Arched windows offer keyhole views at the Paris Mosque. In both the Bible and the Koran, a keyhole recalls the tradition of locked and hinged manuscripts in securing, protecting and holding the "key" to the Word of God. Photo by Jordana Shalhoub.
For the Writers Island prompt, "The Key:"
Recently I read a rather naive blog piece in which the writer said she didn't want to know about or deal with the world's troubles; she just wanted to remain at home in her "safe haven." But there are no safe havens anymore, anywhere in this vast global village we call home. We are all connected; everything that happens, ultimately affects us all. Each day when I read or hear one bit of bad news after another, I am more and more convinced that the positive changes necessary must begin with us.
Along those lines, here's my 15-minute poem linked to "The key:"
The key to change
or empty promises
made by those who claim to care,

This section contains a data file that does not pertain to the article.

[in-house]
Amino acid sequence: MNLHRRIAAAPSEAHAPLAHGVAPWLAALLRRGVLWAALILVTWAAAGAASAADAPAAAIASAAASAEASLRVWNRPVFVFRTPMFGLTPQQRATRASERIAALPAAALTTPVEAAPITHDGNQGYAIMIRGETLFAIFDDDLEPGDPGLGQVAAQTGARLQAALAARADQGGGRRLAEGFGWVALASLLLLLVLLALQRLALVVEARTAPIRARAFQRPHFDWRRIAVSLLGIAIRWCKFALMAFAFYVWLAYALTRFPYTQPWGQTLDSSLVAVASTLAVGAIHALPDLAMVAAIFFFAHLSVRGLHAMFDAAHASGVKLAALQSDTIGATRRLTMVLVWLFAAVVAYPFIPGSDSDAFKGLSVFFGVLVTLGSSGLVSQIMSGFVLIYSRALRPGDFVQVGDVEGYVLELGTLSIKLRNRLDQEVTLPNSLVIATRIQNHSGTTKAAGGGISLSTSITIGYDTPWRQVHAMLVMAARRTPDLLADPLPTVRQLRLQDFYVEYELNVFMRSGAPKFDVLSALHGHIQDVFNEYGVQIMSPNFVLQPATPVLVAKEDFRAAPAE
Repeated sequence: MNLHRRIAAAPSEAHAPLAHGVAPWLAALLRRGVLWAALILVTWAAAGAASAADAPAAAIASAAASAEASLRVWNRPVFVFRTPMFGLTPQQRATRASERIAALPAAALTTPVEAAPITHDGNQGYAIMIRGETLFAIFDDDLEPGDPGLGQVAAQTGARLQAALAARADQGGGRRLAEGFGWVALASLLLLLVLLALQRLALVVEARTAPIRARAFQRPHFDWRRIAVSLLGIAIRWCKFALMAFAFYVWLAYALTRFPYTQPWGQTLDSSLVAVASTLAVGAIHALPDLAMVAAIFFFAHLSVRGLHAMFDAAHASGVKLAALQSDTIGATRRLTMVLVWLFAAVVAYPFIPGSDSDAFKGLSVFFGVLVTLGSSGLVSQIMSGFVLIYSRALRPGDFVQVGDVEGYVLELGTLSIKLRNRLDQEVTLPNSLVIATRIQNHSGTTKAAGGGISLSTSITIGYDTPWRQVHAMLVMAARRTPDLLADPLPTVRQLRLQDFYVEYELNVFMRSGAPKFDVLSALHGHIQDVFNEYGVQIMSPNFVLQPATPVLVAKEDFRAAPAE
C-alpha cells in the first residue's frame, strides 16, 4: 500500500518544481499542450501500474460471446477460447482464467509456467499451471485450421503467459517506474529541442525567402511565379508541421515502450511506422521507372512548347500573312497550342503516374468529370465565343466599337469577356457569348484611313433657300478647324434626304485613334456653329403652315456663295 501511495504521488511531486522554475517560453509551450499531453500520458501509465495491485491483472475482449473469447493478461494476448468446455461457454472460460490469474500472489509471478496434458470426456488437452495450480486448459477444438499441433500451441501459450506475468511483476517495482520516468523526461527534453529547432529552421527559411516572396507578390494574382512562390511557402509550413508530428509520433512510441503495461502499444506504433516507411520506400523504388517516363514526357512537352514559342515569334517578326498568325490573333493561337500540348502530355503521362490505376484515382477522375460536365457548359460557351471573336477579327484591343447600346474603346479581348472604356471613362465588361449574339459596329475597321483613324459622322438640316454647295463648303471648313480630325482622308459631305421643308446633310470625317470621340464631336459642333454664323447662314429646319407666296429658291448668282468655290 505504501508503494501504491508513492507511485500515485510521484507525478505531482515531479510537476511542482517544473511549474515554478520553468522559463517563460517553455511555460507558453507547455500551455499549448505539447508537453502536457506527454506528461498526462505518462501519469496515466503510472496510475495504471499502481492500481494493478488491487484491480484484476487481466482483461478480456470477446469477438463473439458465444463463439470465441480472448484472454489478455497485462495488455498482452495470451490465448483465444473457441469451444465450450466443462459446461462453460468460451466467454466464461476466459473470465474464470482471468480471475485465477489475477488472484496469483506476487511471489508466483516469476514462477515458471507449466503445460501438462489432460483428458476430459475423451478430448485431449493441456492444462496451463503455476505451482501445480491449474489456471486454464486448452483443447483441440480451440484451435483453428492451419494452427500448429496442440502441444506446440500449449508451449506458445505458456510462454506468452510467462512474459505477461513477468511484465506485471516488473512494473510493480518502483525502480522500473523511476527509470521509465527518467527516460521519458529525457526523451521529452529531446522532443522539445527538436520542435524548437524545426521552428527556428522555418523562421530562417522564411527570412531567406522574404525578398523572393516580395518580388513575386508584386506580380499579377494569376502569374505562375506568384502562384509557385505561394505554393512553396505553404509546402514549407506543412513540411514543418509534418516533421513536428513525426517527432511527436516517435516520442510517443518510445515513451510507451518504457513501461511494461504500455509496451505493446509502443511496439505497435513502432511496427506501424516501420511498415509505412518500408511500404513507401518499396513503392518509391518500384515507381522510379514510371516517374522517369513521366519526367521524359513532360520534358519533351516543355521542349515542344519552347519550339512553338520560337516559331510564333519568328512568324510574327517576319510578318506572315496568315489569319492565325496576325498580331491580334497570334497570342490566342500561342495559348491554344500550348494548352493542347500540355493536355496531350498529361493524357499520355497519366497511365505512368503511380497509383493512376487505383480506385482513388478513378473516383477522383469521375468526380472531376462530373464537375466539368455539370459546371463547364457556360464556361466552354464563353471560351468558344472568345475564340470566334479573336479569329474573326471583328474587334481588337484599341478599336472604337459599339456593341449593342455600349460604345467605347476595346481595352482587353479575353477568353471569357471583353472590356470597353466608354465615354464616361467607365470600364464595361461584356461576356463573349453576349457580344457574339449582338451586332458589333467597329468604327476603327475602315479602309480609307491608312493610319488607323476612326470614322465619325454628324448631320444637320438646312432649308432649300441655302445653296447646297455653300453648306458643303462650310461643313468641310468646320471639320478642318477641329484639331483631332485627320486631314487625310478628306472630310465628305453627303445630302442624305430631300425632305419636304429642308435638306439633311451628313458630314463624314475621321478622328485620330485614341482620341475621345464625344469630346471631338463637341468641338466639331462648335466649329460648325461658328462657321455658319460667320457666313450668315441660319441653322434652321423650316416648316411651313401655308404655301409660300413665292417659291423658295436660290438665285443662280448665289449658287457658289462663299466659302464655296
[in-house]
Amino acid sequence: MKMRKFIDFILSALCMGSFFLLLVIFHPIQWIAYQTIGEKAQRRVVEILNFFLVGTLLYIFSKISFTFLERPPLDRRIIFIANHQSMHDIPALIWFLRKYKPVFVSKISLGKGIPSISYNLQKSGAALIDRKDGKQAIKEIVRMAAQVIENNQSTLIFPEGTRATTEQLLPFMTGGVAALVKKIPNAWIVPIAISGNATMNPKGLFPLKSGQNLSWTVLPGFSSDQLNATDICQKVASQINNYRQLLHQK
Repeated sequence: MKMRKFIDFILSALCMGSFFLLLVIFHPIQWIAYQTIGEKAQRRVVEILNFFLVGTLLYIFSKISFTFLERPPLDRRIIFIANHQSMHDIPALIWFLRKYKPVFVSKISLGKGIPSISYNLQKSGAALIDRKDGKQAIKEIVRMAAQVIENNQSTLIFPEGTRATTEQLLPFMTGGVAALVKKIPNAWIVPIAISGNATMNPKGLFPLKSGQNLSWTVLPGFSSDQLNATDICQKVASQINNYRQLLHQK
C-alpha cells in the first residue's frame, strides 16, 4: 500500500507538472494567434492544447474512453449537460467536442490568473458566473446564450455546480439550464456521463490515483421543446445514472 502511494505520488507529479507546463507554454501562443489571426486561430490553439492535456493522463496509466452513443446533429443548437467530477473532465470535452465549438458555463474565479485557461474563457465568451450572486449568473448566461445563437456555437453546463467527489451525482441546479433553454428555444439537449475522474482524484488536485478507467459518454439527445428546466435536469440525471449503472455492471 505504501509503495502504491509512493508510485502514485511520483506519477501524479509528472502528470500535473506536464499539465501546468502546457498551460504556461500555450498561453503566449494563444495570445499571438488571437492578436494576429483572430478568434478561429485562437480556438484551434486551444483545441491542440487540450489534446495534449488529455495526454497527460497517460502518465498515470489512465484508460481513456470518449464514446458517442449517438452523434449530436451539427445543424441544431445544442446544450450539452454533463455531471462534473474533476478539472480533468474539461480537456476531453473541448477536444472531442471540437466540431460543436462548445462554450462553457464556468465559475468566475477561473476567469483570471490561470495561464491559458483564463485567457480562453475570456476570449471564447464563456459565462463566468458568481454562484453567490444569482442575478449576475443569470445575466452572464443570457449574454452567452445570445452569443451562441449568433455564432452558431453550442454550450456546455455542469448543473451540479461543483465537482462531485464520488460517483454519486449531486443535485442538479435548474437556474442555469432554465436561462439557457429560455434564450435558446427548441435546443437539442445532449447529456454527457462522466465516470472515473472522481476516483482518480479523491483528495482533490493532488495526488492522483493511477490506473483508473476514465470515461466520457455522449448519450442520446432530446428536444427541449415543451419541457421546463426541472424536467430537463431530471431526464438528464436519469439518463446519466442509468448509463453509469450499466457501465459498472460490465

but pursue their own interests
at our expense.
It's the monks in Burma,
who march in silent protest.
It's the writers and photographers and artists
who cast light in the shadows
and hold up the truth for all to see
It's those who have been oblivious
in their comfort zones of relative safety,
who suddenly wake up
and realise what's happening
and think, "Wait, this affects me
and my children and their children!"
Our planet is slowly eroding,
buffeted by nature's fury and manmade woes.
causing cities to flounder and ice floes to melt.
Poisoned by pollution and deprivations of war,
impoverished families struggle to survive, while
too many refugees trade one disaster zone for another.
We are all in this together.
The key to change, my friend
is you and I.
If not us, then who?